The Secrets to Your Lowest Possible Price on a New Car

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Did You Know Every New Toyota 4Runner Has a Secret Price?

It's the low price dealers offer Internet shoppers...

Discover the Dealer's Secret Price

Over the past month we helped 97,584 new car buyers find their perfect car!

2014 Toyota 4Runner
2014 Toyota 4Runner

Price Range: $32,820 to $43,400

Your Price: Ask Us

I thought I'd try your free services since I didn't want all the drama and stress of negotiating the price. It worked! It was so easy to save money and I love my new car!Gina L.
Los Angeles, CA

2014 Toyota 4Runner Overview

Price Range: $32,820 to $43,400

Your Price: Ask Us


Toyota’s rugged 4Runner SUV returns for 2014 with some cosmetic updates inside and out, as well as a newly standard rearview camera.

On the outside, the 2014 4Runner adds a restyled front grille, flanked by projector headlights and a new front fascia. If the 4Runner looked rugged before, it’s extra rugged now, hinting at its off-road acumen. Each of the three trim levels has distinctive front features; the SR5 is body-colored, Trail models get a blacked-out, and Limited models get an extra helping of chrome. Trailer-sway control is standard.

Under the hood, the 4Runner keeps its tried-and-true 270-hp, 4.0-liter V-6 engine making 278 pounds-feet of torque. It is mated to a standard five-speed automatic transmission, which sends power to the rear-wheels. A pair of four-wheel drive systems is available; a part-time 4WD system is standard on the Trail and optional on the SR5, while a full-time 4WD with a limited-slip center diff with locking is available on Limited models.

Fuel economy figures range from 17/21-22 mpg city/highway.

Inside, the 2014 4Runner gets a subtle makeover that includes a new instrument cluster with blue background lighting and a small info screen between the gauges, a larger 6.1-inch touchscreen display for the audio system, and a revised center console with bigger climate controls. Toyota’s Entune system comes standard, which allows the use of apps via a connected smartphone. Bluetooth connectivity is standard, as is HD radio, leather trimmed steering wheel, remote keyless entry, power rear liftgate window, and USB port with iPod connectivity. Navigation is optional, as are an auto dimming rearview mirror, automatic dual-zone climate control, and leather upholstery.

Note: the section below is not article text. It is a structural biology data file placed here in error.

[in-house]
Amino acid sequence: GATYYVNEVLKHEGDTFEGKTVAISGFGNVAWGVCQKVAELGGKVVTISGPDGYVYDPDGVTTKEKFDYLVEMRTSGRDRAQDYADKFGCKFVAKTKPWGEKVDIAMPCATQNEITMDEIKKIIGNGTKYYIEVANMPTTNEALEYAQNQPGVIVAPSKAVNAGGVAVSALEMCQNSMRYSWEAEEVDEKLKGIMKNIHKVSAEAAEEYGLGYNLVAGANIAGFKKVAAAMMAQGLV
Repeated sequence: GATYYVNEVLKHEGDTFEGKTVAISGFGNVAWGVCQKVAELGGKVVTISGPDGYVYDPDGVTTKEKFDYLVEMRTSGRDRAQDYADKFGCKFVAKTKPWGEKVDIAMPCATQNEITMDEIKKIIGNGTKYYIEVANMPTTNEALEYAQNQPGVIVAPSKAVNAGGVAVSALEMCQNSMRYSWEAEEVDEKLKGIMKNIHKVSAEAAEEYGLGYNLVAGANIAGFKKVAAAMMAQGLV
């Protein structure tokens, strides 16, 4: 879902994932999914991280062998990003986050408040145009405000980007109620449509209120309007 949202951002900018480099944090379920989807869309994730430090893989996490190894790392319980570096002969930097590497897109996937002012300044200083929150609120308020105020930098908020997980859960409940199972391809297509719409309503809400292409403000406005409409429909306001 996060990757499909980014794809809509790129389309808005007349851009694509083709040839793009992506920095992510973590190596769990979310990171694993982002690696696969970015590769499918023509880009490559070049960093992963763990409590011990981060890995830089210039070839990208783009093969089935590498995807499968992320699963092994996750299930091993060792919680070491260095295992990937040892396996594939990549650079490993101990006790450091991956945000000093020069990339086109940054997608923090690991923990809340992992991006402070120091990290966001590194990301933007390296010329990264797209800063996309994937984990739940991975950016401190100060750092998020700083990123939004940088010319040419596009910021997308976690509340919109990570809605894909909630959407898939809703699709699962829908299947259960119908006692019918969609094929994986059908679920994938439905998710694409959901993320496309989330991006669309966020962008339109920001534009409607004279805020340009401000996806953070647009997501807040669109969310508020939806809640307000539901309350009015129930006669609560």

The 2014 4Runner won a Top Safety Pick award designation from the IIHS for its performance in their battery of crash tests. Traction, stability, and braking control are standard, as are eight airbags and active head restraints. The 4Runner is not what anyone would call a small vehicle, so the standard rearview camera is a welcome addition, as are optional front and rear park assist sensors.

Secret 1: Consumer Incentives

Zero percent financing, employee discount, cash back, out-the-door price tags...

Most dealers work hard to offer the public competitive prices. These incentives can grab your attention, but they can also obscure the actual terms you're getting on your purchase.

How can you fully understand incentives to get the lowest possible price on your car?

Secret 2: Finance & Insurance

Most state franchise laws prohibit manufacturers from selling cars directly to the public, so the dealer will be your middleman. But in terms of financing and insurance, you can choose a bank or the dealer directly.

How can you determine what's in your best interest?

Secret 3: Additional Costs

Destination charges, taxes, license and title fees, advertising fees... When going to a dealership, you must ask for an explanation of any fee you don't understand. But you need to choose your battles wisely. Your local car dealer may have taken a loss or slim profit along the way, and your fighting over something like a doc fee when the deal is nearly wrapped up may be counterproductive.

In any case, there are many fees and charges in the sale process: some inevitable, others questionable.

How do you tell them apart?

Secret 4: Trade-in Value

If you currently own a car, it probably represents profit. The question is, whose profit will it be?

With few exceptions, you'll get the most money for your used car by selling it privately. That's because dealers pay wholesale prices — not retail prices — for used cars, and they sell them at retail.

Your current car's value can be used to lower the price on your new car. However, most people underestimate their used car's value when going to a dealership.

How can you maximize your value?

Secret 5: Dealer Holdback

The car manufacturer holds back a fraction of the price of all vehicles the dealership sells. Then, it returns the money to the dealership, usually on a quarterly basis.

Dealer holdback began its life as a safety net that ensured the manufacturers would have a security deposit of sorts if a dealership missed payments, and the dealerships would have money on hand to cover overhead costs when the holdback was returned.

How can you take advantage of dealer holdbacks to get the bottom line price?

Secret 6: Dealer Incentives

Unlike consumer incentives, dealer incentives are factory-to-dealer incentives that reduce the dealer's true cost to buy the vehicle from the factory to below invoice.

Manufacturers offer these incentives on a regional basis to generate sales on specific models. These incentives are sometimes referred to as "spiffs," and they can touch off competition among dealers to move slower-selling stock.

For instance, a dealer incentive may kick in when a certain sales target is reached, with each subsequent sale resulting in a higher factory-to-dealer rebate.

How can you benefit from that?

Get your free quote above and we'll tell you these secrets.
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